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Venous thromboembolic complications following air travel: what's the quantitative risk? A literature review.
Eur J Vasc Endovasc Surg. 2006 Feb; 31(2):187-99.EJ

Abstract

OBJECTIVES

To quantify the risk of venous thromboembolism (VTE) following air travel and assess methods of prevention.

DESIGN

Review of literature.

METHODS

We reviewed Pubmed, Medline, Embase and Cochrane Databases for studies that have assessed the risk of VTE associated with air travel.

RESULTS

There is an association of VTE with air travel with pooled odds ratio of 1.59 (confidence interval 1.04-2.43) from three case control studies and relative risk of 2.93 (confidence interval 1.5-5.58) from two controlled cohort studies. The incidence of symptomatic pulmonary embolism (PE) is extremely low but there is substantial increase when the distance travelled is more than 5,000 miles (1.5 PE per million passengers) or time of flight is more than 8h duration (2.57 PE per million passengers). The quantitative risk of lower limb venous thrombosis in high-risk subjects is 5% per flight and 1.6% per flight for low risk subjects following long haul flights. All six randomised trials to test the below knee compression stockings with ankle pressures of 14-30 mmHg have shown reduction in lower limb venous thrombosis.

CONCLUSION

VTE is more common in those with additional risk factors when the risk is about 5% per air travel for long haul flights. Class I or II below knee compression stockings are effective in the prevention of lower limb venous thrombosis.

Authors+Show Affiliations

Department of Vascular Surgery, Burnley General Hospital, Burnley, Lancashire BB10 2PQ, UK.No affiliation info available

Pub Type(s)

Journal Article
Review

Language

eng

PubMed ID

16230037

Citation

Aryal, K R., and H Al-Khaffaf. "Venous Thromboembolic Complications Following Air Travel: What's the Quantitative Risk? a Literature Review." European Journal of Vascular and Endovascular Surgery : the Official Journal of the European Society for Vascular Surgery, vol. 31, no. 2, 2006, pp. 187-99.
Aryal KR, Al-Khaffaf H. Venous thromboembolic complications following air travel: what's the quantitative risk? A literature review. Eur J Vasc Endovasc Surg. 2006;31(2):187-99.
Aryal, K. R., & Al-Khaffaf, H. (2006). Venous thromboembolic complications following air travel: what's the quantitative risk? A literature review. European Journal of Vascular and Endovascular Surgery : the Official Journal of the European Society for Vascular Surgery, 31(2), 187-99.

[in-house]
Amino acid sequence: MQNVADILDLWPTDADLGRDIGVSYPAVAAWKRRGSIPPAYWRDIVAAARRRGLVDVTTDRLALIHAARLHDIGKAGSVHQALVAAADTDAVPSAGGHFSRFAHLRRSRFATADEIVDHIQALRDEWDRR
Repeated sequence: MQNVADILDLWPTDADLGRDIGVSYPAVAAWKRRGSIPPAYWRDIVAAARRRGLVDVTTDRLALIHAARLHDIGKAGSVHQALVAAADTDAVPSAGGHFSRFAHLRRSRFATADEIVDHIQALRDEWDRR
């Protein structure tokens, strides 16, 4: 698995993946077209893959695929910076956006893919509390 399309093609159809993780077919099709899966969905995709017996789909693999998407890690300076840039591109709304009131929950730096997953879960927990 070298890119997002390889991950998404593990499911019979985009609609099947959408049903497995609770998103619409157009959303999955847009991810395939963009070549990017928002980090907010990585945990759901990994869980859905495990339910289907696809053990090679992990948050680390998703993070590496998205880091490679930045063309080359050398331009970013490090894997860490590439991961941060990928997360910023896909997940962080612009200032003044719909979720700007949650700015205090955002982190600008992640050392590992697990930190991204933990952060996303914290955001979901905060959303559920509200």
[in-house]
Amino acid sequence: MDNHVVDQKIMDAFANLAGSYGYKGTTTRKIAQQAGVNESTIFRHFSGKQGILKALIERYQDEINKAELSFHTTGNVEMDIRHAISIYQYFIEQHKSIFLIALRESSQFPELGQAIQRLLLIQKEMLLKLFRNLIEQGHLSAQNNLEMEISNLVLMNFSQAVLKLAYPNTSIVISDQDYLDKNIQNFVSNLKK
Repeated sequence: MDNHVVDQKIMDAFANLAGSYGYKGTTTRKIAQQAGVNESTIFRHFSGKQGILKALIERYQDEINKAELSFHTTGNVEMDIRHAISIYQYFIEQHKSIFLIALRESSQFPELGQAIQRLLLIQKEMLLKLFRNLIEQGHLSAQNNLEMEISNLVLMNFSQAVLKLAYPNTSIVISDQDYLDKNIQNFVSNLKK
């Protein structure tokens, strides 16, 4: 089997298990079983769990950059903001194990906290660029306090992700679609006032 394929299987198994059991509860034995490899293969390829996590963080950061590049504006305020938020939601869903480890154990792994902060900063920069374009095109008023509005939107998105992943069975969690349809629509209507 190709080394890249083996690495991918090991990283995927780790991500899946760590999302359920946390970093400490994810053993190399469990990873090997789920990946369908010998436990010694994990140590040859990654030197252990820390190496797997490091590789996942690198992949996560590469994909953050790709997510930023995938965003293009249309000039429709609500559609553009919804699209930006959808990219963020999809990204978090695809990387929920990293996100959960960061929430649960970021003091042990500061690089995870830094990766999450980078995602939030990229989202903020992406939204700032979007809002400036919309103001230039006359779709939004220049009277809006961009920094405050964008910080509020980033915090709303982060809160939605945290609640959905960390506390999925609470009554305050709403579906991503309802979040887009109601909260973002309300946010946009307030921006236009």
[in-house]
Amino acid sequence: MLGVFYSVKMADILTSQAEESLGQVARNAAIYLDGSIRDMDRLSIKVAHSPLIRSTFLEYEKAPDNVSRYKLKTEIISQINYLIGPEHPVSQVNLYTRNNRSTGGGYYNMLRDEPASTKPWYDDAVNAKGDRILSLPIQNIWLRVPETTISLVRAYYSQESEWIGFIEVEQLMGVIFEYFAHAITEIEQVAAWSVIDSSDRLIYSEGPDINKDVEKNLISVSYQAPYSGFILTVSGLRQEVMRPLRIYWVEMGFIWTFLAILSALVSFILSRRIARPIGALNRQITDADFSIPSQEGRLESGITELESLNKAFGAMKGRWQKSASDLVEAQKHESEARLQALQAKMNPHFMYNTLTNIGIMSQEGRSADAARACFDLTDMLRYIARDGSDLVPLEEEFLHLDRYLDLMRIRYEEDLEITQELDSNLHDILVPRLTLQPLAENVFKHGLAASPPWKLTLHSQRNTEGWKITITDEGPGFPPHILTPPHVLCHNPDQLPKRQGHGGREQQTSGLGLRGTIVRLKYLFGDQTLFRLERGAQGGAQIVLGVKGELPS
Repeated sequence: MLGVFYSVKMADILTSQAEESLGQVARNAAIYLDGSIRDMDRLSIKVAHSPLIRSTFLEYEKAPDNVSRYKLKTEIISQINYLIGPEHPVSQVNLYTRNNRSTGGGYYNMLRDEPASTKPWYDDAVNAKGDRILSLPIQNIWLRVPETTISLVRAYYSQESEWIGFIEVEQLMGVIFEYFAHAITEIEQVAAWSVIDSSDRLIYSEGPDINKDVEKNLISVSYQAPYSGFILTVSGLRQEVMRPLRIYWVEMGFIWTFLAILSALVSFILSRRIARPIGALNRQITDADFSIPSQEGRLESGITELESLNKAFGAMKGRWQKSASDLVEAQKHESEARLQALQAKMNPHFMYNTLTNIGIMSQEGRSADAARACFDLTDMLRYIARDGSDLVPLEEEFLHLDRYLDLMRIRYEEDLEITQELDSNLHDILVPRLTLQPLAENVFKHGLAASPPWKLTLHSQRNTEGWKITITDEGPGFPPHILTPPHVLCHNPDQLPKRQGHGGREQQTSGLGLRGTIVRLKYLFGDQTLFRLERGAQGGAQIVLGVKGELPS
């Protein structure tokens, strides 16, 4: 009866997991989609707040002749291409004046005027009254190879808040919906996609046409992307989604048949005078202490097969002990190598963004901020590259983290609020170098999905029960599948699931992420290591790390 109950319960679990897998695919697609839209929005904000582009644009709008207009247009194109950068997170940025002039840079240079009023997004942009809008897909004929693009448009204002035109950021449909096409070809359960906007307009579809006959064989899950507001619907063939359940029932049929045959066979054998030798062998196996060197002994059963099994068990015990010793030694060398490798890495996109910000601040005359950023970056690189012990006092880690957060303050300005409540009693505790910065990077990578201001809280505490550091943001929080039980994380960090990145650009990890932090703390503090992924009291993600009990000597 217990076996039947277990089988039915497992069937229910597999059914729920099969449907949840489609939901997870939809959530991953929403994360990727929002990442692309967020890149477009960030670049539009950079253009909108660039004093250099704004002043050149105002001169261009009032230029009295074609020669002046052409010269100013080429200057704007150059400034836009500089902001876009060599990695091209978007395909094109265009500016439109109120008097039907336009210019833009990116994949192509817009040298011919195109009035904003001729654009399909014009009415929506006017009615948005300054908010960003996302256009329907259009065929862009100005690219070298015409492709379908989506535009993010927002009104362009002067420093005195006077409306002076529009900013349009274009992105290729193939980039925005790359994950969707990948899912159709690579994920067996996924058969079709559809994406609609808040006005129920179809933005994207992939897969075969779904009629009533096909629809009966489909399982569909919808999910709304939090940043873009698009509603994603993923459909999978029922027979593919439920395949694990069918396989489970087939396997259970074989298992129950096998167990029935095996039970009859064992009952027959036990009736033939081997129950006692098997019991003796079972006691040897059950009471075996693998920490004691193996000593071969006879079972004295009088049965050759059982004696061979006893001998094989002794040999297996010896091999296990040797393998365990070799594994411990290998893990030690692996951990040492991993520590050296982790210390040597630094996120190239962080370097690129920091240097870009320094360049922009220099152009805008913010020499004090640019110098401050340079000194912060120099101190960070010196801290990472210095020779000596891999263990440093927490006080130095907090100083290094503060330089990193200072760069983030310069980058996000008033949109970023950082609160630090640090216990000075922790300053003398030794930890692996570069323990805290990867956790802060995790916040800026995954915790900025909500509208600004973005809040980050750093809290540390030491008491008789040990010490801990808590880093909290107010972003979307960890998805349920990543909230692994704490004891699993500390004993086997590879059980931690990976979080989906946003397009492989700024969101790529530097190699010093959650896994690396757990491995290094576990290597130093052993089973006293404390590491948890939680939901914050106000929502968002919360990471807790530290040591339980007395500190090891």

Aryal KR, Al-Khaffaf H. Venous Thromboembolic Complications Following Air Travel: What's the Quantitative Risk? a Literature Review. Eur J Vasc Endovasc Surg. 2006;31(2):187-99. PubMed PMID: 16230037.
* Article titles in AMA citation format should be in sentence-case
TY - JOUR T1 - Venous thromboembolic complications following air travel: what's the quantitative risk? A literature review. AU - Aryal,K R, AU - Al-Khaffaf,H, Y1 - 2005/10/17/ PY - 2005/03/26/received PY - 2005/08/18/accepted PY - 2005/10/19/pubmed PY - 2006/2/28/medline PY - 2005/10/19/entrez SP - 187 EP - 99 JF - European journal of vascular and endovascular surgery : the official journal of the European Society for Vascular Surgery JO - Eur J Vasc Endovasc Surg VL - 31 IS - 2 N2 - OBJECTIVES: To quantify the risk of venous thromboembolism (VTE) following air travel and assess methods of prevention. DESIGN: Review of literature. METHODS: We reviewed Pubmed, Medline, Embase and Cochrane Databases for studies that have assessed the risk of VTE associated with air travel. RESULTS: There is an association of VTE with air travel with pooled odds ratio of 1.59 (confidence interval 1.04-2.43) from three case control studies and relative risk of 2.93 (confidence interval 1.5-5.58) from two controlled cohort studies. The incidence of symptomatic pulmonary embolism (PE) is extremely low but there is substantial increase when the distance travelled is more than 5,000 miles (1.5 PE per million passengers) or time of flight is more than 8h duration (2.57 PE per million passengers). The quantitative risk of lower limb venous thrombosis in high-risk subjects is 5% per flight and 1.6% per flight for low risk subjects following long haul flights. All six randomised trials to test the below knee compression stockings with ankle pressures of 14-30 mmHg have shown reduction in lower limb venous thrombosis. CONCLUSION: VTE is more common in those with additional risk factors when the risk is about 5% per air travel for long haul flights. Class I or II below knee compression stockings are effective in the prevention of lower limb venous thrombosis. SN - 1078-5884 UR - https://www.unboundmedicine.com/medline/citation/16230037/full_citation L2 - https://linkinghub.elsevier.com/retrieve/pii/S1078-5884(05)00541-1 DB - PRIME DP - Unbound Medicine ER -